For the past three weeks, I’ve been diligently reading through Mass Observation Records - namely the 1944 Family Survey, where Mass Observers went round people’s houses and asked them about their family size and feelings about the future (and sometimes judged how attractive the mothers were and how clean and fat/thin the children were!) and the 1949 ‘Ideal Family’ Survey, which was sent out to panel members by post and given out by doctors and asked people what their opinions on the ideal family size, sex balance and spacing, and why. My online subscription runs out next Thursday, so it’s been my main focus as I’ve tried to read as much as I can while I can! I thought I’d share here some of the things that really jumped out at me.
Last night, I went to Professor Molly Andrews’ talk at the IHR, titled ‘Narrating the Self: Temporality, imagination and possibility’ and based on her new book, Narrative Imagination and Everyday Life. I must say I got a lot from the talk, and will definitely read the book (when I find out where the heck my grant’s got to, it was meant to come today!). As she was talking, my brain was firing on all cyclinders, making connections between her ideas about the use of imagination, not only in oral testimonies but other narrative sources, and my own work. So this blog post is about her three main points about imagination in narrative sources, and how I’ve seen them come up in my own work.
So, I’ve been reading nineteenth century child guidance manuals for a little while now, and next Tuesday I need to give my supervisor some sort of idea of where I’m getting with them. This blog post is an attempt to knit them all together, benefitting myself, but hopefully other people will find it an interesting read! This is very much preliminary, so hopefully I won’t accidentally plagiarise myself when it comes to writing this up for real. Anyway, the real thing will have better-considered language and some stuff about the popularity of the books.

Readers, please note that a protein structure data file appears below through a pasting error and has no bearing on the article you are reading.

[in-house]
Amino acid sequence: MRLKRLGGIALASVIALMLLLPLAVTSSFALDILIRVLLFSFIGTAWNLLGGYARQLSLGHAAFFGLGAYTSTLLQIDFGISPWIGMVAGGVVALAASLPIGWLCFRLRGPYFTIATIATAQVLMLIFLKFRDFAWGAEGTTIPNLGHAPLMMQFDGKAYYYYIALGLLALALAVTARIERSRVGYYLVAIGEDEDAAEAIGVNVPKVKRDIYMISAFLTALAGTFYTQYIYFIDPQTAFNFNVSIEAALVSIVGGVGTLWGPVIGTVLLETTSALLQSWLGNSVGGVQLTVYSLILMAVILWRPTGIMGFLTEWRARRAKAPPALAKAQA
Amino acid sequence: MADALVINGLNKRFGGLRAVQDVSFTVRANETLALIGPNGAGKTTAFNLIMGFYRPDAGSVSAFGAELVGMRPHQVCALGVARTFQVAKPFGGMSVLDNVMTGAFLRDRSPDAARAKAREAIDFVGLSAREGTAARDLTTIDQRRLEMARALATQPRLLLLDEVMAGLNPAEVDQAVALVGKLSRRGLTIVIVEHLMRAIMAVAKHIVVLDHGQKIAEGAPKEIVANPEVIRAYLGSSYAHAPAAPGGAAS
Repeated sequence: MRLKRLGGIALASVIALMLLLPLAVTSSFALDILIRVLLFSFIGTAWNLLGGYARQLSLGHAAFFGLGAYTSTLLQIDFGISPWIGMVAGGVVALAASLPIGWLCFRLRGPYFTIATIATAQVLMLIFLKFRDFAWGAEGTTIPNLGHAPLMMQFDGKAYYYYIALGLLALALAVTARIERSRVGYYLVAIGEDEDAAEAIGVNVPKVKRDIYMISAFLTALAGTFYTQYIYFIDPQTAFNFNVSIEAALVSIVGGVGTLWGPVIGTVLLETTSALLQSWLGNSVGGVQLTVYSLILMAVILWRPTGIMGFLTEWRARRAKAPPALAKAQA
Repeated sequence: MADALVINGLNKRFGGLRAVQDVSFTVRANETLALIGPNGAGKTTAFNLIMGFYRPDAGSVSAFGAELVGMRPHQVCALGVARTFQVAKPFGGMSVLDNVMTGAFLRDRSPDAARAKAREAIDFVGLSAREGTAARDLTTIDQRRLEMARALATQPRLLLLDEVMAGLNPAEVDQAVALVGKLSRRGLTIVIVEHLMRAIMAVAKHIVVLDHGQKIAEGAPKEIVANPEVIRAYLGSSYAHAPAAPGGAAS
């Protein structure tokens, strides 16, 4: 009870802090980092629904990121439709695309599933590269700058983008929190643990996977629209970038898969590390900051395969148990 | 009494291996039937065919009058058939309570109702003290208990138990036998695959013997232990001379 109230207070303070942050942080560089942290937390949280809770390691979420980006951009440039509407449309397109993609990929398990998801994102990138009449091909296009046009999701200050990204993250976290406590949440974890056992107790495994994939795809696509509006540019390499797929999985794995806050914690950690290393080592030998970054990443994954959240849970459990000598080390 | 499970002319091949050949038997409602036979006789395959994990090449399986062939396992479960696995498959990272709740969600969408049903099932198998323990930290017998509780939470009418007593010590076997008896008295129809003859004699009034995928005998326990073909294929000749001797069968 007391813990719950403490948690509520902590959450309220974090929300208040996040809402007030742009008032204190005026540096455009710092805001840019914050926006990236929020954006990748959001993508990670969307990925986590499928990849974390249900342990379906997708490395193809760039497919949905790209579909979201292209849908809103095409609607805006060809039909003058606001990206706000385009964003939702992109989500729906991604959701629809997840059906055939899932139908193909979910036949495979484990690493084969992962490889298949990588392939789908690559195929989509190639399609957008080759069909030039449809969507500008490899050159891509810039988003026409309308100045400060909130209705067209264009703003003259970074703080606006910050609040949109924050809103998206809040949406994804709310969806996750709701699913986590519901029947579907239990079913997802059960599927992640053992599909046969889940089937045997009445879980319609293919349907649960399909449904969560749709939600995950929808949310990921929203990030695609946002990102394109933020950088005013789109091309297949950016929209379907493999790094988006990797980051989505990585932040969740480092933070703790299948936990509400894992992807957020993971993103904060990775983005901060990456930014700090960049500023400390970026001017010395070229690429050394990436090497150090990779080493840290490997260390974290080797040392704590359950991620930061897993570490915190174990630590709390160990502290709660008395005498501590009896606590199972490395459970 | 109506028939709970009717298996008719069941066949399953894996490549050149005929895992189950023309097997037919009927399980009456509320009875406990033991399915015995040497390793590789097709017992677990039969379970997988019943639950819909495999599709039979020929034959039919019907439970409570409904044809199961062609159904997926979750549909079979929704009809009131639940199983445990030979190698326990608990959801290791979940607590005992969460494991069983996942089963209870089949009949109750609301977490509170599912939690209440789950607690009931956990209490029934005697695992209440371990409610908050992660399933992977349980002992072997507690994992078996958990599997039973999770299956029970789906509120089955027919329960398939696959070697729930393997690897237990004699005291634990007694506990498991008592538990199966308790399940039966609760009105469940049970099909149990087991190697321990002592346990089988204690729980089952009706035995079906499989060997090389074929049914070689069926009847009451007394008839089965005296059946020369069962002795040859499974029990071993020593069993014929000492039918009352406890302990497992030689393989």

This week has been all about the primary sources, both online and offline. On Monday I went to the British Library to read a couple of books I hadn’t been able to get hold of elsewhere, and transcribed most of an oral history interview. The rest of the time, I’ve been using the internet to find out extra information about the nineteenth-century guidance books I’ve read so far. I’ve also found a couple more such books I want to read along the way, and got a four-week trial for Mass Observation Online, which I’m massively excited about using - it looks so interesting!
Today: read a book from 1913 about how only children get physiological problems. Transcribed interview with healthy 99 year old only child. HISTORY.
I say it’s not a survival guide because there really wasn’t much to survive. At least now I don’t have to worry about future boards because I know that unless I just completely stop working or produce a horrendous paper, it’s going to be OK. Let this be a reassurance to future PhDs, or those who haven’t had their boards yet. This post is a mixture of reflection and advice.
I’ve been let down a couple of times this week, simply because I only started my PhD in October. I couldn’t go on a teaching course for people who aren’t teaching yet because it’s only for second years and upwards (even though by the time it comes around in second year I might already be teaching anyway), and I wasn’t given the travel funding I really wanted because I’m not in second or third year (the form stated they ‘usually’ give it to second and third years. Problematic, as I will explain, but worth a shot, right?). I don’t think this is OK.
This week, I’m mostly pondering my feelings about what I’m going to do after this PhD. It’s a long way off, but I went to a careers event this week that sent my head into a bit of a spin.